Tuesday, November 7, 2006
The Two Banana Economy: Economic Growth, Inflation and Productivity
At every Fed meeting, whether Bernanke raises interest rate or not depends on whether he thinks there is Inflation. Understanding Bernanke means understanding clearly the concepts of Inflation, Economic Growth and Productivity. And so What’s Hot for this week features a short lesson on Inflation, Economic Growth and Productivity.
Inflation happens in an Economy when Price growth outstrips Output growth, resulting in spiraling prices [including spiraling wages, the price of Labor], and loss of incentive to work and save as costs living became unmanageable. Extreme cases of inflation [such as sometimes happens in third world countries like Zimbabwe or Indonesia] will mean you have to carry a wheelbarrow full of notes to Wal-Mart. And you would not want to keep money in the bank or under the bed when you know $1 will be worth less than $1 tomorrow. One way Inflation can happen is when the rate of Productivity growth is less than the rate of Economic Growth. Simplified Example: There is a Country that has $2 of Money in circulation. The whole Economic output is 2 Bananas per year consumed locally with no Exports. Velocity of circulation of the $2.00 is assumed to be constant. Assume zero profit margin so Price = Cost. Thus the price/cost of a Banana is 2 Bananas divided by $2 = $1.00. If Demand for Banana increases, but Economy can still produce only 2 Bananas. Price of Banana will rise. To >$2.00. That's Inflation!
Many things can happen to increase the total output of Bananas. More workers join the labor force, more land is used, more capital is injected. But these last three will not increase Productivity-which is the total amount of Input that is required to produce one Output of Banana. Putting 5 men to produce 2 Bananas when previously there were 3 is a loss in productivity. Using 5 acres to produce 2 Bananas instead of 3 acres is also a loss in productivity. Some of the things that will increase Productivity and require less Input for one Output are for example:
1.Use of fertilizers to increase output such that maybe the Banana tree can now have 4 Bananas instead of 2.
2.Use of machines so that less Labor is required or the same can be done in less time
3.More skilled workers who perhaps can harvest the Banana in a shorter time
4. Packaging the Bananas in a nice box, calling them Natural Potassium Boosters, and selling them for a higher price. [the Bananas can now be sold for $3.00, Price does not equal Cost now, productivity increases]
Although the Two Banana economy is an oversimplification, the general principles are still valid when we apply it to the U.S. Economy. The question of what is an acceptable rate of Inflation rests on what is the rate at which the U.S. Economy can grow without being subject to Inflation. And that depends a lot on it’s Productivity. When we see media reports about China’s economy growing at 10 % a year or so for the last decade, we know that it would be an impossible rate of growth for the U.S. The reason lesser-developed countries can grow at such break-neck speed without hyperinflation is because, starting from a low, inefficient base they have a lot of unused resources, spare capacity and productivity growth to catch up on. And being second-in-line they can benefit from the advances in technology that were the results of R & D in the developed countries, without having to reinvent the wheel. Every country has what The Economist magazine calls the Speed Limit of Growth. This Speed Limit depends on both the amount of spare capacity in the Economy, as well as it’s Productivity. Spare capacity can allow an Economy to increase it’s Speed Limit. For example, more retired baby boomers or bored house-wives coming out to work will increase the total output of an Economy without causing inflation.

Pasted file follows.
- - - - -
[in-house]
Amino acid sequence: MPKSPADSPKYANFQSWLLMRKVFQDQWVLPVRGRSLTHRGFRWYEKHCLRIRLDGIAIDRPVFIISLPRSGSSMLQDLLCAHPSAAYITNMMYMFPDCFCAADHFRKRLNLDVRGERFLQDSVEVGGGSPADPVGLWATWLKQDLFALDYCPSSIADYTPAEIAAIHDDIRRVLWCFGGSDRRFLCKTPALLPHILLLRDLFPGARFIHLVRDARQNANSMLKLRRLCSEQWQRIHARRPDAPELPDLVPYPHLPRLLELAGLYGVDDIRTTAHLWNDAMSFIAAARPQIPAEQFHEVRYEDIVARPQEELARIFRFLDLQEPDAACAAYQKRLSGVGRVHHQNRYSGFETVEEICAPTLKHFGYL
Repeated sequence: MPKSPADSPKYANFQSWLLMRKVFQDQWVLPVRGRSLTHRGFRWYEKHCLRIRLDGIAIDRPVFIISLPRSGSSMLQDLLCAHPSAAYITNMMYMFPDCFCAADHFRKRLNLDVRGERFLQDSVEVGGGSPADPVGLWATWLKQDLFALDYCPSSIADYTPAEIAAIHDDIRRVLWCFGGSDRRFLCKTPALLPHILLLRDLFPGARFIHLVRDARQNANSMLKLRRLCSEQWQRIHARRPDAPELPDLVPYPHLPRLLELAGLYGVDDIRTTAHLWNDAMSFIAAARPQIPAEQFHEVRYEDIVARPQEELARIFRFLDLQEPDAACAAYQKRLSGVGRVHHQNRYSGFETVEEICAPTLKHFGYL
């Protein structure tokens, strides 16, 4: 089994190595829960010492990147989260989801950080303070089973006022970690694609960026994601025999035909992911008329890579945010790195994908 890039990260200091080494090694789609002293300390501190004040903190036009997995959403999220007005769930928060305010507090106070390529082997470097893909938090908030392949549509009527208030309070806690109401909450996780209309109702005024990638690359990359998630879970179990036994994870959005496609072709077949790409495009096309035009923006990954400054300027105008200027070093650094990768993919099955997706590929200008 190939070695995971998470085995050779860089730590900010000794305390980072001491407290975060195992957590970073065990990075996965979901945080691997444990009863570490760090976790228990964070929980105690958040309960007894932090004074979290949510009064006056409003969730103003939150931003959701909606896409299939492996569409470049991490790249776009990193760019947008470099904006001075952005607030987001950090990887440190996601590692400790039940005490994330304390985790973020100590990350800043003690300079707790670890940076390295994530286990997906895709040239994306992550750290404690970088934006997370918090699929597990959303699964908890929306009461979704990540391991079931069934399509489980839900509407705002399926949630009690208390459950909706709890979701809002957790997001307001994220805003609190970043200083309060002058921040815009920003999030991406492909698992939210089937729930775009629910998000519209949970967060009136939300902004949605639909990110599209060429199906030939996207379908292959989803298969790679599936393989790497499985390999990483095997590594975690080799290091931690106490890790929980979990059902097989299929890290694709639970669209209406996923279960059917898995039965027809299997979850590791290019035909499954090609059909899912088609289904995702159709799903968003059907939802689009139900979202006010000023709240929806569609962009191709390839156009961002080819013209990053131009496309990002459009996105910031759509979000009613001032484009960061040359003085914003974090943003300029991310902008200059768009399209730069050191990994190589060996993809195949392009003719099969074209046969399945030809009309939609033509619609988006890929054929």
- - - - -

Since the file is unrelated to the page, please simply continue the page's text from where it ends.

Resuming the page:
In the U.S., the last great surge of Productivity was brought about by the advent of the Internet, high-powered computers and software. If you ever wondered what it would be like without email, e-commerce, bank ATMS, online share trading, and all the thousands of things that the IT revolution has allowed businesses to do in less time, with less manpower and at less cost, then you would have grasped the enormity of the impact it had on increasing Productivity.
Historically, great surges in Productivity like those following the building of the Railroads, or the extensive use of Machinery in Agriculture allowed the U.S. to increase it’ Speed Limit of Growth. In the early 80’s the Speed Limit of U.S. growth was 2-3 %. After which worries of inflation would surface. For the last 5 years, economists and Alan Greenspan knew that this speed limit could be increased to 4-5 % because of increases in Productivity brought about by Information Technology as well as the stiff cost-cutting measures imposed by Companies after the irrational exuberances of the early 2000's.
But academics and pundits believe that we have just about used up all the productivity growth we can expect, and for the near future, any growth above 3 % and we may see signs of inflation. There is no vast reservoir of untapped labor as in China. Immigration is at a stand-still because of political concerns. U.S. factories are stretched, competing demand from China and India push up raw material prices; so economist expect the sustainable rate of growth for the U.S. Economy to fall back to 2.5 %. In that case, Bernanke may have to increase interest rates sooner than Alan Greenspan did.